Shubhabrata Sengupta

University of California, Davis, Davis, California, United States

Are you Shubhabrata Sengupta?

Claim your profile

Publications (17)10 Total impact

  • GPU Computing Gems, Edited by Wen-mei W. Hwu, 08/2011; Morgan Kaufmann.
  • Shubhabrata Sengupta, Mark Harris, Michael Garland, John D Owens
    [Show abstract] [Hide abstract]
    ABSTRACT: Scan and segmented scan algorithms are crucial building blocks for a great many data-parallel algorithms. Segmented scan and related primitives also provide the necessary support for the flatten-ing transform, which allows for nested data-parallel programs to be compiled into flat data-parallel languages. In this paper, we describe the design of efficient scan and segmented scan parallel prim-itives in CUDA for execution on GPUs. Our algorithms are designed using a divide-and-conquer approach that builds all scan primitives on top of a set of primitive intra-warp scan routines. We demonstrate that this design methodology results in routines that are simple, highly efficient, and free of irregular access patterns that lead to memory bank conflicts. These algorithms form the basis for current and upcoming releases of the widely used CUDPP library.
    Scientific Computing with Multicore and Accelerators, Edited by Jakub Kurzak and David A. Bader and Jack Dongarra, 01/2011: chapter 19: pages 413-442; Taylor & Francis.
  • [Show abstract] [Hide abstract]
    ABSTRACT: We demonstrate an efficient data-parallel algorithm for building large hash tables of millions of elements in real-time. We consider two parallel algorithms for the construction: a classical sparse perfect hashing approach, and cuckoo hashing, which packs elements densely by allowing an element to be stored in one of multiple possible locations. Our construction is a hybrid approach that uses both algorithms. We measure the construction time, access time, and memory usage of our implementations and demonstrate real-time performance on large datasets: for 5 million key-value pairs, we construct a hash table in 35.7 ms using 1.42 times as much memory as the input data itself, and we can access all the elements in that hash table in 15.3 ms. For comparison, sorting the same data requires 36.6 ms, but accessing all the elements via binary search requires 79.5 ms. Furthermore, we show how our hashing methods can be applied to two graphics applications: 3D surface intersection for moving data and geometric hashing for image matching.
    ACM Transactions on Graphics 12/2009; 28:154:1--154:9. · 3.36 Impact Factor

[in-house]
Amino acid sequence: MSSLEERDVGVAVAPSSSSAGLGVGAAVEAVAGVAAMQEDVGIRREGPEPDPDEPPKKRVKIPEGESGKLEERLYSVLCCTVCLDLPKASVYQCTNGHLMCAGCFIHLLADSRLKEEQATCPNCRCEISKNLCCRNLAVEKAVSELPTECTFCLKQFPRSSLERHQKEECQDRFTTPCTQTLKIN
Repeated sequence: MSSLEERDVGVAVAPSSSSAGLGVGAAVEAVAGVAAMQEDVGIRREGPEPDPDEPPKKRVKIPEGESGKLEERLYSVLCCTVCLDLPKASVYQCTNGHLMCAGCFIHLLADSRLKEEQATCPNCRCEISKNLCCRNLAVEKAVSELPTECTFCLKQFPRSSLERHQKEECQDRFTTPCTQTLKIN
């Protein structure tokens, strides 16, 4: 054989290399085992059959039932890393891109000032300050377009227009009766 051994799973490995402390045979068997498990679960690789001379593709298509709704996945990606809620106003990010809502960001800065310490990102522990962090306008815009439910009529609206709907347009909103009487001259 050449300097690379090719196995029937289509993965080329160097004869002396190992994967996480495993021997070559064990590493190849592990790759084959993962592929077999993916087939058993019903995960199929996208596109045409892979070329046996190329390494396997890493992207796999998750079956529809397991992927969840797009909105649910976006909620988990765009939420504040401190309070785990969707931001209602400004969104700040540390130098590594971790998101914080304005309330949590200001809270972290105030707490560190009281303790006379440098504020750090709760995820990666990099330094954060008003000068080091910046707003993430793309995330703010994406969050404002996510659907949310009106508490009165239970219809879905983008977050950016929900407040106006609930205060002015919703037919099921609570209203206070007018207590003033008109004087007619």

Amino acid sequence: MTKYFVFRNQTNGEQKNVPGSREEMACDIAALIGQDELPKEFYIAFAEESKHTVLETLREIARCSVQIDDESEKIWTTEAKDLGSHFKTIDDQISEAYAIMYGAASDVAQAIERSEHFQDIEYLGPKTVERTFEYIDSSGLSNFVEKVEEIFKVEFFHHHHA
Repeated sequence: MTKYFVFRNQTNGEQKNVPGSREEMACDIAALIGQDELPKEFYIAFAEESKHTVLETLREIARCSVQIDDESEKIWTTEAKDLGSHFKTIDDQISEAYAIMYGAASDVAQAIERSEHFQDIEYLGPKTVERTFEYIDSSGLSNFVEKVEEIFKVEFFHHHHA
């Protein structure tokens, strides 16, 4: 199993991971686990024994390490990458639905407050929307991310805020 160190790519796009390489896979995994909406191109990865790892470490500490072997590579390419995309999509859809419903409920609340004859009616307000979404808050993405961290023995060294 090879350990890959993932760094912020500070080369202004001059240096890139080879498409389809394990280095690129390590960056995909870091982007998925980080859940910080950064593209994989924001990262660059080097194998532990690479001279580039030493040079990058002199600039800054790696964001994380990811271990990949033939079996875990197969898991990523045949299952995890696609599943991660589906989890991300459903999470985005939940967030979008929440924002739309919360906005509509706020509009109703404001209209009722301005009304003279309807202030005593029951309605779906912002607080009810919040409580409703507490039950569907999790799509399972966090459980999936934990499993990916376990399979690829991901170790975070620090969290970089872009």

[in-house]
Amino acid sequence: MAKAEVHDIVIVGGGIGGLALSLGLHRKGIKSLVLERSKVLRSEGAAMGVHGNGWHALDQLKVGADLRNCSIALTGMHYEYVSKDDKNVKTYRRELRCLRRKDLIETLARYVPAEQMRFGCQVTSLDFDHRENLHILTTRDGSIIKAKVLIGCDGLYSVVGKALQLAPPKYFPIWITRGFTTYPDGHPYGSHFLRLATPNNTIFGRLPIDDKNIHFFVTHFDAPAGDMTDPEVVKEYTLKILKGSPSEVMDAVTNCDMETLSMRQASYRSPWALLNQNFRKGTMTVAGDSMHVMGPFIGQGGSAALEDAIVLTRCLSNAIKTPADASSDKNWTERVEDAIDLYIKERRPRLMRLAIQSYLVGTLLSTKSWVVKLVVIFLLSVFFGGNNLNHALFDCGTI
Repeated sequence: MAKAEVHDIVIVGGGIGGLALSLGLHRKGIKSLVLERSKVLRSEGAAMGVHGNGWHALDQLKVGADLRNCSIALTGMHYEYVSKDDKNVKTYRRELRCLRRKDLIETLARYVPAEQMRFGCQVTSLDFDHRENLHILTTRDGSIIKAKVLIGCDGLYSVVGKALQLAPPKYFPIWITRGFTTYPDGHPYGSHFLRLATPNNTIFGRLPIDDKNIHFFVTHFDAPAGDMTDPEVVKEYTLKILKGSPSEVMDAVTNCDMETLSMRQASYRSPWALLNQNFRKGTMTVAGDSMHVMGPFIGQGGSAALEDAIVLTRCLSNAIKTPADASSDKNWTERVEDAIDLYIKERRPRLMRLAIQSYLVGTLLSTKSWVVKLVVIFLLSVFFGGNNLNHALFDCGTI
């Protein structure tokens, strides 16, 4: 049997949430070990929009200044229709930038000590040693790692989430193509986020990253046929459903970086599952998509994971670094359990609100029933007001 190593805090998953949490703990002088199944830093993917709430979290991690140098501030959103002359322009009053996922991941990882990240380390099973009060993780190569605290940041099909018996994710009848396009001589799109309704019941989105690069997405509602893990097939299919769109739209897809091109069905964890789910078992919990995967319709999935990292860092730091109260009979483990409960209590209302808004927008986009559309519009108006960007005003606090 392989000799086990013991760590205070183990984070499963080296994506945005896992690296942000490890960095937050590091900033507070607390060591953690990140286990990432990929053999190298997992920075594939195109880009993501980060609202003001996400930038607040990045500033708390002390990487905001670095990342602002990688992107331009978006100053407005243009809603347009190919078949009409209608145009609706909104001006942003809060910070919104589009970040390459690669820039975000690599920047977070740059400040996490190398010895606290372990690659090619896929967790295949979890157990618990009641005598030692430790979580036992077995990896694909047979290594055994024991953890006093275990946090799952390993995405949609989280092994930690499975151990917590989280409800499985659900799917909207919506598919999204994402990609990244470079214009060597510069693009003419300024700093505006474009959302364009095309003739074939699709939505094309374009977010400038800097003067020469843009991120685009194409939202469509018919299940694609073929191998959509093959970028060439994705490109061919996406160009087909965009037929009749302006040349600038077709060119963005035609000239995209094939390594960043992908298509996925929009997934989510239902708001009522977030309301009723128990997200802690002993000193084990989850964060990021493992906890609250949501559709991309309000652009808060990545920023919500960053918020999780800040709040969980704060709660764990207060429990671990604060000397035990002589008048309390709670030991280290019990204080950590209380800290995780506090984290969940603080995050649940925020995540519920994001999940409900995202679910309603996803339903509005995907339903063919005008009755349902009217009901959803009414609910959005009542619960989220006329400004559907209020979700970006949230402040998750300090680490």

• Source
    [Show abstract] [Hide abstract]
    ABSTRACT: We present two novel parallel algorithms for rapidly constructing bounding volume hierarchies on manycore GPUs. The first uses a linear ordering derived from spatial Morton codes to build hierarchies extremely quickly and with high parallel scalability. The second is a top-down approach that uses the surface area heuristic (SAH) to build hierarchies optimized for fast ray tracing. Both algorithms are combined into a hybrid algorithm that removes existing bottlenecks in the algorithm for GPU construction performance and scalability leading to significantly decreased build time. The resulting hierarchies are close in to optimized SAH hierarchies, but the construction process is substantially faster, leading to a significant net benefit when both construction and traversal cost are accounted for. Our preliminary results show that current GPU architectures can compete with CPU implementations of hierarchy construction running on multicore systems. In practice, we can construct hierarchies of models with up to several million triangles and use them for fast ray tracing or other applications.
    Computer Graphics Forum 03/2009; 28(2):375 - 384. · 1.64 Impact Factor
  • Source
    [Show abstract] [Hide abstract]
    ABSTRACT: We present a software system that enables path-traced rendering of complex scenes. The system consists of two primary components: an application layer that implements the basic rendering algorithm, and an out-of-core scheduling and data-management layer designed to assist the application layer in exploiting hybrid computational resources (e.g., CPUs and GPUs) simultaneously. We describe the basic system architecture, discuss design decisions of the system's data-management layer, and outline an efficient implementation of a path tracer application, where GPUs perform functions such as ray tracing, shadow tracing, importance-driven light sampling, and surface shading. The use of GPUs speeds up the runtime of these components by factors ranging from two to twenty, resulting in a substantial overall increase in rendering speed. The path tracer scales well with respect to CPUs, GPUs and memory per node as well as scaling with the number of nodes. The result is a system that can render large complex scenes with strong performance and scalability.
    Computer Graphics Forum 03/2009; 28(2):385 - 396. · 1.64 Impact Factor
  • Comput. Graph. Forum. 01/2009; 28:375-384.
  • Aaron E. Lefohn, Shubhabrata Sengupta, John D. Owens
    [Show abstract] [Hide abstract]